Just reading these comments made me really stop for a moment and try to imagine what it must be like to belong to a church that embraces it’s true identity and isn’t doing all it can to destroy it, which now is really hard to remember and imagine. This is really sad, it must be so wonderful and I can’t imagine anymore what that must be like! We have already battled so long.
    Thank you to all who wear and value the cassock. The full habit and the cassock are just the most powerful witness to Catholicism. Catholicism is so beautiful, how terrible those who should most love it don’t love it at all.

  12. djc says:

    When my wife and I were at Grand Portage State Park in Minnesota this summer we spoke with a van full of young nuns in full habits. It was electric for everyone there. They were so friendly and inspiring. And yes the full habits were ever so dynamic.

  13. Matthew says:

    There is a Greek Orthodox church in my city and I occasionally see their priests out and about in cassocks (or whatever the Greek Orthodox use as a cassock). I sat next to their Bishop on a flight to Tampa and he was in his clericals as well with the appropriate headgear.

    I’m pleased to see them, I’d be pleased to see our priests as well.

  14. Kenneth Wolfe says:

    Imagine Mother Teresa running to the grocery store in civilian wear? There is never a reason for a priest to be in public without a Roman collar.

  15. Laurelmarycecilia says:

    Dunno….I’m as old as dirt…. but, I always wear my wedding ring – it’s a sign of my vocation; during wartime military wear uniforms in public giving the public a sense of security – you know:” we’re here, you’re safe”; police uniforms clearly show a citizen where to run for help

    Vocation. Wartime (cf. Lucifer and his minions). Where to go for help.

    I’d like to see ‘clericals’ always. But again, I’m old…pre-VaticanII

  16. ususantiquior says:

    From the USCCB Website

    *** Start quote ***
    Complementary Norm: The National Conference of Catholic Bishops, in accord with the prescriptions of canon 284, hereby decrees that without prejudice to the provisions of canon 288, clerics are to dress in conformity with their sacred calling.

    In liturgical rites, clerics shall wear the vesture prescribed in the proper liturgical books. Outside liturgical functions, a black suit and Roman collar are the usual attire for priests. The use of the cassock is at the discretion of the cleric.

    In the case of religious clerics, the determinations of their proper institutes or societies are to be observed with regard to wearing the religious habit.

    As President of the National Conference of Catholic Bishops, I hereby decree that the effective date of this decree for all the Latin Rite dioceses in the United States will be December 1, 1999.

    Given at the offices of the National Conference of Catholic Bishops in Washington, DC, on November 1, 1999.

    Most Reverend Joseph A. Fiorenza
    Bishop of Galveston-Houston
    President, NCCB

    Reverend Monsignor Dennis M. Schnurr
    General Secretary
    *** End quote ***

    From the 2013 Directory for the Life and Ministry of Priests
    *** Start quote ***
    The Importance and Obligatory Nature of Ecclesiastical Attire

    61. In a secularised and basically materialistic society
    where the external signs of sacred and supernatural realities
    tend to disappear, deeply felt is the need for the priest – man
    of God, dispenser of his mysteries – to be recognisable in the
    eyes of the community by his attire as well, and this as an unequivocal sign of his dedication and identity as holder of a
    public ministry. The priest must be recognisable above all
    through his conduct, but also by his attire, which renders visible to all the faithful, and to each person248, his identity and his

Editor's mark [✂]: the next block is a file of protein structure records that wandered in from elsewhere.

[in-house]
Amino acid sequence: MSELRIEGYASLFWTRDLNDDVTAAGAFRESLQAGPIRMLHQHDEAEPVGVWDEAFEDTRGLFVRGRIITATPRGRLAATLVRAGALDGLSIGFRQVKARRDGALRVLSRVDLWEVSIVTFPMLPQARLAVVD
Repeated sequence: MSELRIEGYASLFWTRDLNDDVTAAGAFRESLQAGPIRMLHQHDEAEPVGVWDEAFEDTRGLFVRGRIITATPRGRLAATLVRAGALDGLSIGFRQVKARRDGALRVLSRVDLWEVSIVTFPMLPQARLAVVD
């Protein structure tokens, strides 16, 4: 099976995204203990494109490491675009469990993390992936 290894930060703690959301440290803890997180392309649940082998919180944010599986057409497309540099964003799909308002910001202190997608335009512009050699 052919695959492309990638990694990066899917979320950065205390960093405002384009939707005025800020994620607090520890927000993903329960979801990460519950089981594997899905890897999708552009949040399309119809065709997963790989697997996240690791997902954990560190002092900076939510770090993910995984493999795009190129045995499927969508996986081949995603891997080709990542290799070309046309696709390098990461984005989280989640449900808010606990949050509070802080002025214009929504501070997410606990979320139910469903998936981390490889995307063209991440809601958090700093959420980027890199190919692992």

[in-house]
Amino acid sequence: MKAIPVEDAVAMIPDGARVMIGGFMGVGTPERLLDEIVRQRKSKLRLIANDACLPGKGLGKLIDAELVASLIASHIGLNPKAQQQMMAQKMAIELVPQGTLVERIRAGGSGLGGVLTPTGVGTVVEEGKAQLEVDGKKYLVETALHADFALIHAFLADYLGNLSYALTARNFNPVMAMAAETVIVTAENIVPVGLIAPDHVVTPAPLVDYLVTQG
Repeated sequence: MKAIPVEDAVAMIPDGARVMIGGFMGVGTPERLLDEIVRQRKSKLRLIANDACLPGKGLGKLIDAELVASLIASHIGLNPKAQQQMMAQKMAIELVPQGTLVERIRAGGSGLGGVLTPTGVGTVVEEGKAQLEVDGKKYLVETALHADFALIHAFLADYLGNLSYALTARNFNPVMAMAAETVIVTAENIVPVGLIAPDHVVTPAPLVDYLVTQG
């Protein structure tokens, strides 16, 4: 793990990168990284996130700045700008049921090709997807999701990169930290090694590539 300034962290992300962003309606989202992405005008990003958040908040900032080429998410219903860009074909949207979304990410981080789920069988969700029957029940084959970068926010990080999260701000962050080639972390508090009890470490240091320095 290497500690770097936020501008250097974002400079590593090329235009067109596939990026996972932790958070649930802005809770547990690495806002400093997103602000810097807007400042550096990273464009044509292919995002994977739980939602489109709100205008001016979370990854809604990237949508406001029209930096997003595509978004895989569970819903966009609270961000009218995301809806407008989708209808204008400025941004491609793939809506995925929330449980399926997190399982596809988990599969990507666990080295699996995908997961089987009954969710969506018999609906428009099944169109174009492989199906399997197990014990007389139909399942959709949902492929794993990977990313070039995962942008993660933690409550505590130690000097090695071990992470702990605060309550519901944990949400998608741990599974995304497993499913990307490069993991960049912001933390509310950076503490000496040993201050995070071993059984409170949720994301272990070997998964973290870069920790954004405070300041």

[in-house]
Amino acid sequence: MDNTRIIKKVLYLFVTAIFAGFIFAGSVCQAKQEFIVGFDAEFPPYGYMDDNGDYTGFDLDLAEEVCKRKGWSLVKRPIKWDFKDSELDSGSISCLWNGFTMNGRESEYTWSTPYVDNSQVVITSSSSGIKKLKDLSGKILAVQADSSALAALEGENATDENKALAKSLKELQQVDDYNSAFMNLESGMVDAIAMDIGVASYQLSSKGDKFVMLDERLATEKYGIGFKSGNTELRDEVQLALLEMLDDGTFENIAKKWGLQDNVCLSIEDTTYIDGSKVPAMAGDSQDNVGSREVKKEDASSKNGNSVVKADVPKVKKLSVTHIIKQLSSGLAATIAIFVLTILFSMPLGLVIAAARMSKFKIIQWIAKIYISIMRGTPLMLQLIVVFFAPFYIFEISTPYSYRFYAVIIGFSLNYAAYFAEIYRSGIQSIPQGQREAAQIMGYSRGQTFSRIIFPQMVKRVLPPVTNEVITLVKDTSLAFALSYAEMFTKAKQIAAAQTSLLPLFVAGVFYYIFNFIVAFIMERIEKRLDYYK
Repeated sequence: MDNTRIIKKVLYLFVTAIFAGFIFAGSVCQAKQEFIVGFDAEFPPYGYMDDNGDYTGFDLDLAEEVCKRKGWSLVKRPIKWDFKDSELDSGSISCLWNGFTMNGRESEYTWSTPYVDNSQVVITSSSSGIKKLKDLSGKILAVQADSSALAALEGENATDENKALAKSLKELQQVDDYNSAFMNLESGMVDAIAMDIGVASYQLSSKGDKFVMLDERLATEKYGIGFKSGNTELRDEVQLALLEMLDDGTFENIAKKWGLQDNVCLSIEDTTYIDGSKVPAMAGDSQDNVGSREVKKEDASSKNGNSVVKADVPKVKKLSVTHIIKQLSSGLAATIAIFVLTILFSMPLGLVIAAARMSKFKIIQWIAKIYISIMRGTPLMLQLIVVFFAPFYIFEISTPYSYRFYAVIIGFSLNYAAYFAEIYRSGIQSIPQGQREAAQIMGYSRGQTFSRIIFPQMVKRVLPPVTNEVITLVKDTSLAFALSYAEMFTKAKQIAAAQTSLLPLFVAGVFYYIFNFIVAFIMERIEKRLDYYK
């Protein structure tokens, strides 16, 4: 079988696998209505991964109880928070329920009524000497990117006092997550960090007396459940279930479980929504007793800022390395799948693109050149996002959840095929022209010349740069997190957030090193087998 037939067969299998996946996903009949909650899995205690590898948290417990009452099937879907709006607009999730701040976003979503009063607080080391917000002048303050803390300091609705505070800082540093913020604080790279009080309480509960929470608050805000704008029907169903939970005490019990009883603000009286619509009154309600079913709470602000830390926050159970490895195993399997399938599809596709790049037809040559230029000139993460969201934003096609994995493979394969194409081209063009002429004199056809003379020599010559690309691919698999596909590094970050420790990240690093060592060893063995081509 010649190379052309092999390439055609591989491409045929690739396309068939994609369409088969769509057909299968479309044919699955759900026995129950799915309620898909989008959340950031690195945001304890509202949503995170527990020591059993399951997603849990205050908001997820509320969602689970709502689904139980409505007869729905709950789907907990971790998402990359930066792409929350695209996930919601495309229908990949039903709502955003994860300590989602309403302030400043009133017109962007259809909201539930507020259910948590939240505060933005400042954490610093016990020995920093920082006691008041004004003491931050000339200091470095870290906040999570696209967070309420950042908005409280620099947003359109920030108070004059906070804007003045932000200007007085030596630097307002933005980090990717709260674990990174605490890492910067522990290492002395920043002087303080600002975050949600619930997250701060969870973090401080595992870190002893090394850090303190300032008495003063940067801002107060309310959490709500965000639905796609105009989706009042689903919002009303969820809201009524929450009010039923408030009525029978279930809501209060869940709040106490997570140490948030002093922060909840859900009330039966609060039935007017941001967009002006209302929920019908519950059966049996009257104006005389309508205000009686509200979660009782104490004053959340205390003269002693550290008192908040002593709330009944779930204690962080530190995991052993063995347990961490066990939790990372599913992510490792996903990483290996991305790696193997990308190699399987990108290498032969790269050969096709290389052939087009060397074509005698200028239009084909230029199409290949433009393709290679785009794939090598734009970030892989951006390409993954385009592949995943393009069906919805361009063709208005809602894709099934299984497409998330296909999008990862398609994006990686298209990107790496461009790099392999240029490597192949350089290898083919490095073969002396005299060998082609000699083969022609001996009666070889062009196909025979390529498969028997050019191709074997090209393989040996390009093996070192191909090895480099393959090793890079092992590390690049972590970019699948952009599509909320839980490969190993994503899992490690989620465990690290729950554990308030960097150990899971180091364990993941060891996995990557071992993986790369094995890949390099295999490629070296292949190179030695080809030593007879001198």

belonging to God and to the Church.
    Clerical attire is the external sign of an interior reality: “Indeed, the priest no longer belongs to himself but, because
    of the sacramental seal he has received (cf. Catechism of the
    Catholic Church, nn. 1563, 1582), is the ‘property’ of God. The
    priest’s ‘belonging to Another’, must become recognisable to
    all, through a transparent witness. […] In the way of thinking,
    speaking, and judging events of the world, of serving and
    loving, of relating to people, also in his habits, the priest must
    draw prophetic power from his sacramental belonging”249
    . For this reason the priest, like the transitory deacon,
    a) wear either the cassock “or suitable ecclesiastical dress,
    in accordance with the norms established by the Episcopal
    Conference and legitimate local customs”251; when other than
    the cassock, attire must be different from the way laypersons
    dress and consonant with the dignity and sanctity of the minister; the style and the colour are to be determined by the Conference of Bishops;
    b) because of their incoherence with the spirit of this discipline, contrary practices are bereft of the rationality necessary
    for them to become legitimate customs252 and must be absolutely eliminated by the competent authority253
    . Outside of specific exceptional cases, the non use of ecclesiastical attire may manifest a weak sense of one’s identity as a
    pastor dedicated entirely to the service of the Church254
    . Moreover, in its form, colour and dignity the cassock is
    most opportune, because it clearly distinguishes priests from
    laymen and makes people understand the scared nature of their
    ministry, reminding the priest himself that forever and at each
    moment he is a priest ordained to serve, teach, guide, and
    sanctify souls mainly through the celebration of the sacraments
    and the preaching of the Word of God. Wearing ecclesiastical
    attire is also a safeguard for poverty and chastity.
    *** End quote ***

  17. MaHrad says:

    A 29 year old here so not pre-Vatican II. But I enjoy seeing priests in their cassock. To me, maybe because it is so counter cultural, it brings a sense of calm in the form of a reminder that the whole world is not totally insane. If someone is willing to go out in a cassock and bear the strange stares (and potential hostility), it gives me hope and courage that perhaps there are still men willing to fight and stand up for Christ and the Church. Just my two cents.

  18. At Catholic U. of America, where I teach (Politics Dept), I wear my (Orthodox) cassock infrequently (when crossing the campus to serve at Byzantine Vespers), but I make a point of greeting RC clerics in cassocks with “I like the cassock, Father!”